As much as there is a lot of drama in the present day it appears as if TV is increasingly looking to the past whether it be the 1950s of Call the Midwife or White Heat which took us from the fifties into the present day. The latest British show to do this is E4’s My Mad Fat Diary which travels in time all the way back to 1996 when I myself was a teenager. I have to say the fact that this programme now considers my adolescence to be historical enough to base a TV show around makes me feel incredibly old. The show is based on diary entries by Rae Earl who was an overweight, boy-mad, music-loving Lincolnshire teen however her diaries were written in the 1980s rather than the 1990s.
In the televised version Rae, played by breakout star Sharon Rooney, is having her first session with Ian Hart’s psychiatrist a week after being released from a mental hospital. At first we’re not quite sure why it was Rae was admitted to the hospital but over the course of this episode we’d seen that she had scars all over her legs and had basically had a full mental breakdown. As Rae is released back into the arms of her mother, who has told everyone that Rae has been living in France, and back to the House of Pain which has a new occupant in Rae’s mothers new partner Karim a Tunisian who is on the run from immigration. Rae also catches up with her old friend Chloe, who she’d somewhat lost contact with which was another contributing factor to her breakdown, who in turn invites her down to the pub to meet her new cool crowd of sixth form mates.
These new friends are ditzy Izzy, sluggish Chop, cool-and-he-knows-it Finn and Archie the slightly geeky music-loving guy who Rae instantly falls in love with. After her music tastes get her an in with the gang she is then horrified to learn that Chloe is hosting a pool party which means the overweight Rae will have to squeeze into a swimsuit. Rae’s embarrassment is heightened still when she has to run out of a shop while trying on a bikini only to get mocked by the passers-by on the street. She decides to go back to the hospital however, after a stern talking to from her old friend Tix, decides to go to the party and not let her weight be an issue any longer.
Though I doubt I’m in the target demographic for My Fat Mad Diary I absolutely loved it as I found it funny and touching throughout with a great central performance. A while back I criticised BBC3’s sitcom Some Girls as I felt its teenage girl characters didn’t ring true and were far too one-dimensional. The same cannot be said for Rae Earl who is identifiable to anyone of either gender who has ever felt awkward as a teenager which basically means all of us. I suppose the writing team did have the benefit of their central character being based on a real-life person but even some true-life tales can be overwritten but here Tom Bidwell’s script captured the frustrating nature of adolescence perfectly.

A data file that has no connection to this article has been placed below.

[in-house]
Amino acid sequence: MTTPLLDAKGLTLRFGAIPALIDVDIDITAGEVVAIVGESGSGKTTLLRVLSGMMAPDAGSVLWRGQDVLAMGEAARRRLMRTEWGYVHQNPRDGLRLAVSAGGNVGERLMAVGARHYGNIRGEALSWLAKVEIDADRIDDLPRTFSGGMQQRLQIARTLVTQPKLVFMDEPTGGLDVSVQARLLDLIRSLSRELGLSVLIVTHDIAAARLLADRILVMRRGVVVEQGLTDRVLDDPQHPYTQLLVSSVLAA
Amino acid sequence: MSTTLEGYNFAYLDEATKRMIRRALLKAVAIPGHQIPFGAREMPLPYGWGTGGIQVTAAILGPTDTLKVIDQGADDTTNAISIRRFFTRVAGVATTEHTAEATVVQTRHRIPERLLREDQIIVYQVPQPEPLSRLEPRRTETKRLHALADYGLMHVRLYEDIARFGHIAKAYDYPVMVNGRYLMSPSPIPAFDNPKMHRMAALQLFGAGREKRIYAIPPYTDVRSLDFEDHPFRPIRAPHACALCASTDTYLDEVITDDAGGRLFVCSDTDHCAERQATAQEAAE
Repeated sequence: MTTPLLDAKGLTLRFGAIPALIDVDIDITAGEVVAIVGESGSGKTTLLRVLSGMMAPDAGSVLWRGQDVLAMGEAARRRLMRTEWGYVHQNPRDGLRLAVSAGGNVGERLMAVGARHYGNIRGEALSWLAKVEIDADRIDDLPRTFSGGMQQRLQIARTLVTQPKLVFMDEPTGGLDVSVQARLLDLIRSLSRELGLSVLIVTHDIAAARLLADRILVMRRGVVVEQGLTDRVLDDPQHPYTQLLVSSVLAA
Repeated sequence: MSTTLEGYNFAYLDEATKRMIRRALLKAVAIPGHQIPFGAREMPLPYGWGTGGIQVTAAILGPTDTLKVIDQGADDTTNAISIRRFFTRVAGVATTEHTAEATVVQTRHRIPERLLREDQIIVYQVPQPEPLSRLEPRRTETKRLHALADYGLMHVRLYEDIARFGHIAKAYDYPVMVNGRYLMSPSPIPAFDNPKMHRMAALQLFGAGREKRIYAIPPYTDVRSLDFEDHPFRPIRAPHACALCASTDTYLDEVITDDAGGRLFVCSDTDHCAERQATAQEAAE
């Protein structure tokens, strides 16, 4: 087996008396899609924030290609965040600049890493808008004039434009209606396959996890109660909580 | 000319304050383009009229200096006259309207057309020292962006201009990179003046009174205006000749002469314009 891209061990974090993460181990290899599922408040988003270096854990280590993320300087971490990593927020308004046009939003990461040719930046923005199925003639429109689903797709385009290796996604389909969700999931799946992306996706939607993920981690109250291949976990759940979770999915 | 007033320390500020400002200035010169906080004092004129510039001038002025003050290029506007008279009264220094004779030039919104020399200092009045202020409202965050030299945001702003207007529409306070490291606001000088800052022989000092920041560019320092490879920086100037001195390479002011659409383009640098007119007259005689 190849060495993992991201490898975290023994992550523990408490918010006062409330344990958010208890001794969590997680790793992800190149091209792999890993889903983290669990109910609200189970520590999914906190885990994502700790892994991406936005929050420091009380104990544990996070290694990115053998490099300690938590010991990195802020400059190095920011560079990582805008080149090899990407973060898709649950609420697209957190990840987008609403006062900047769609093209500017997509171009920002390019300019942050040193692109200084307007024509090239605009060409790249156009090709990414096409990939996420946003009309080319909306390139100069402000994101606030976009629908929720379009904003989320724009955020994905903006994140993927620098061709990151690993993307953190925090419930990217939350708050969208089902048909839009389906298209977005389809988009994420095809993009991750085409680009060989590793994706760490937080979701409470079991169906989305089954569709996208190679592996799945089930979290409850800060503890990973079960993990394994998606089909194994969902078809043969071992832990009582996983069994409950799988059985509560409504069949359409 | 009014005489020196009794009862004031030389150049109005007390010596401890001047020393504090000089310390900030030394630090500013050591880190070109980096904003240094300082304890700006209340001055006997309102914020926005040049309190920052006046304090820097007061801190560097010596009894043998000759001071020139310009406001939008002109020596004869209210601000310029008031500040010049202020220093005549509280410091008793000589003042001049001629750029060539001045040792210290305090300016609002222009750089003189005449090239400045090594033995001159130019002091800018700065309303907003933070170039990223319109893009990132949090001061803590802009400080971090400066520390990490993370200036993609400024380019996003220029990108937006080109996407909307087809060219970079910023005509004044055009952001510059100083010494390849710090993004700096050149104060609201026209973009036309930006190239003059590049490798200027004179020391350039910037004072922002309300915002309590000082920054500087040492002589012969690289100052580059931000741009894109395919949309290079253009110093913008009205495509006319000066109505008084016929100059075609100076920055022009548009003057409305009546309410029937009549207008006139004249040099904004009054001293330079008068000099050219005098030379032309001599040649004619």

I would say that this is the most accurate portrayal of British teenage life in a long while and it rung more true than both Skins and The Inbetweeners did. What My Fat Mad Diary did have in common with The Inbetweeners was in its foul language, which Rae regularly uses, and I’m sure that ‘Gushington Central’ will become the new ‘Clunge’. Unlike The Inbetweeners though My Fat Mad Diary was also rather sweet and the combination of Rae’s animation and the nostalgic element did put me in mind of Sky’s Moone Boy. Never did I really feel that My Fat Mad Diary lapsed into over-sentimentality with even the bonding scene between mother and daughter containing an anecdote about the former’s fat arse. In fact if I were to pick any scene that didn’t feel as realistic as the rest of the show it would have to be Rae’s sessions with Dr Gill as the smashing of the pictures in his office felt too much like a scene from a Hollywood coming-of-age film. Though I’m sure these scenes will grow on me thanks to the fact that Ian Hart play the therapist and an actor of his calibre always tries to make you believe in his part even if I couldn’t figure out what accent he was trying to do.
The star of the show though is undoubtedly Sharon Rooney who captures the part of Rae brilliantly from the talking to a picture of Damon Albarn to the deeper scenes where she relives her mental breakdown. I would imagine the part of Rae is quite a tough one as Rooney has to combine the fact she is playing a typical horny sixteen year old teenager but at the same time a character who is still trying to adjust to outside life after four months in hospital. I have to say I totally believed her in the role, the fact that she is a complete newcomer helps, and would have to say that after this show she’ll have a bright future. Familiar face Claire Rushbrook also provides great support as Rae’s mum who at times is completely awful but at the same time you know she truly loves her daughter. One more positive about My Mad Fat Diary was the 1996 soundtrack which included Oasis, Ocean Colour Scene, Manic Street Preachers, Kula Shaker and Eels as well as oddly Mark Morrison’s Return of the Mack.
I personally feel it would take a hard-hearted person not to like My Mad Fat Diary as I liked it almost from the word go and identified with it thoroughly throughout. Both the central character of Rae and the central performance from Sharon Rooney had plenty of depth to them while both were instantly likeable. The script was both funny and touching as Tom Bidwell created characters you could believe and a genuinely complex leading lady who you really cared about. My only real problem is the fact that my teenage years are now considered nostalgic makes me feel really old I’ll just have to console myself with a good book and a mug of Horlicks.
What did you think to My Mad Fat Diary? Did you enjoy it as much as I did? Leave Your Comments Below.